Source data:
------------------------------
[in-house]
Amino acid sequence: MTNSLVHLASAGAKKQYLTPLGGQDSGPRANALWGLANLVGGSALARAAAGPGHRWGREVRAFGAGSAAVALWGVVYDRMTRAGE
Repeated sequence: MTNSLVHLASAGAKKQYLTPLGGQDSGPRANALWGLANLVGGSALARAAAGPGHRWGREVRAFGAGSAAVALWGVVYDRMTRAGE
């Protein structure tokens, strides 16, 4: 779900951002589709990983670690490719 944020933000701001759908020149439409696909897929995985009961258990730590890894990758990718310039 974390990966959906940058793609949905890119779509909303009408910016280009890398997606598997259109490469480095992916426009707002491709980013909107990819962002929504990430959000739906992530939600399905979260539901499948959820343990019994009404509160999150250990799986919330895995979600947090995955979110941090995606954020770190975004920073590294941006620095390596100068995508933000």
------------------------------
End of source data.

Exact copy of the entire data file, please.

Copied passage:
[in-house]
Amino acid sequence: MTNSLVHLASAGAKKQYLTPLGGQDSGPRANALWGLANLVGGSALARAAAGPGHRWGREVRAFGAGSAAVALWGVVYDRMTRAGE
Repeated sequence: MTNSLVHLASAGAKKQYLTPLGGQDSGPRANALWGLANLVGGSALARAAAGPGHRWGREVRAFGAGSAAVALWGVVYDRMTRAGE
């Protein structure tokens, strides 16, 4: 779900951002589709990983670690490719 944020933000701001759908020149439409696909897929995985009961258990730590890894990758990718310039 974390990966959906940058793609949905890119779509909303009408910016280009890398997606598997259109490469480095992916426009707002491709980013909107990819962002929504990430959000739906992530939600399905979260539901499948959820343990019994009404509160999150250990799986919330895995979600947090995955979110941090995606954020770190975004920073590294941006620095390596100068995508933000």